On the face of it taking a loan with a lower interest rate to repay one that carries a higher interest rate sounds like a sensible idea.
In blunt terms of total interest over the life of the loan, it will be less on the personal loan than you are paying on the full mortgage balance for the next 20 years.
However, you need to factor in that the personal loan is structured over a short term of four years and the monthly payments will cover the capital and interest. As a result, the payments will be much higher than maintaining the £15,000 as an interest-only mortgage, which landlords typically opt for.
Higher monthly payments could mean that the rental income no longer covers the total monthly payments on the loan and mortgage. Landlords typically take an interest-only mortgage as they are not concerned about repaying the loan and will clear it through the sale of the property.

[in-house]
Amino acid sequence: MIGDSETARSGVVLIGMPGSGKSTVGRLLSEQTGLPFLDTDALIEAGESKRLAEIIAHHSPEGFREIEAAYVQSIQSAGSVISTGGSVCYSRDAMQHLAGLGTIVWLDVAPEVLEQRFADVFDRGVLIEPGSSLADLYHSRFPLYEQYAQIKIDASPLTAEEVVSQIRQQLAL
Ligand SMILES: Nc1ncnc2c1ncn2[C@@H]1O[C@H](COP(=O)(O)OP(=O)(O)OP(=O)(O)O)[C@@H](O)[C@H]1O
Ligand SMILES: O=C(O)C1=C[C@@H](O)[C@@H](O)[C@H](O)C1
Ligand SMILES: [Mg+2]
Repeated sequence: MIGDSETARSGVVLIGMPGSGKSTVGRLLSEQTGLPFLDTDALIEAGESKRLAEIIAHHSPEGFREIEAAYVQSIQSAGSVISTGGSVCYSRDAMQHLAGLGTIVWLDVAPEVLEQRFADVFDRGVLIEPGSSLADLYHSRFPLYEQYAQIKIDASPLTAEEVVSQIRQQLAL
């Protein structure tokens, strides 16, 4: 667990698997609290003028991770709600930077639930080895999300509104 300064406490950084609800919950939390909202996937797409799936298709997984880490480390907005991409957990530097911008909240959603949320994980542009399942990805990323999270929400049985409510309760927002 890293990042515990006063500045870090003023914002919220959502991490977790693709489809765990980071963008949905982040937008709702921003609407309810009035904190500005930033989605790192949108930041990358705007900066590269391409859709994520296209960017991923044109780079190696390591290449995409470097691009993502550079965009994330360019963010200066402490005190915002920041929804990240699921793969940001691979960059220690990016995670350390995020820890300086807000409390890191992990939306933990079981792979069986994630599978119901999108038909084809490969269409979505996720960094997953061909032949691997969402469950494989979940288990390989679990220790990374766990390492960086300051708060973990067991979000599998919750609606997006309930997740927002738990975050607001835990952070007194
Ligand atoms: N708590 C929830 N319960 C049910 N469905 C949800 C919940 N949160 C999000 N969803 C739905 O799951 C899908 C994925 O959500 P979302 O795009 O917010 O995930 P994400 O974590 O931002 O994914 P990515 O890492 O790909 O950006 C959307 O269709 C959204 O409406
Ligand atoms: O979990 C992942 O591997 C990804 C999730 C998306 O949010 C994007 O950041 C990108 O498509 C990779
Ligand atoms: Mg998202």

They also like the fact that they can set mortgage interest against rental income for tax purposes to reduce their liability and that is also something to consider.
Your aim of cutting the cost of your mortgage is a good one but you should firstly consider whether you could switch to a better deal with another lender.
Rates are very competitive now, and lenders also offer deals with free valuation and free legal work. Depending on the deal, you could potentially beat the personal loan rate by remortgaging.
If your goal is to also to repay capital, then look for a deal that allows overpayments without penalty. This gives the flexibility to overpay as and when you can, rather than tying you to a higher monthly payment. Approach an adviser to help you work out the best overall deal for you and ensure that you will meet the lender's criteria.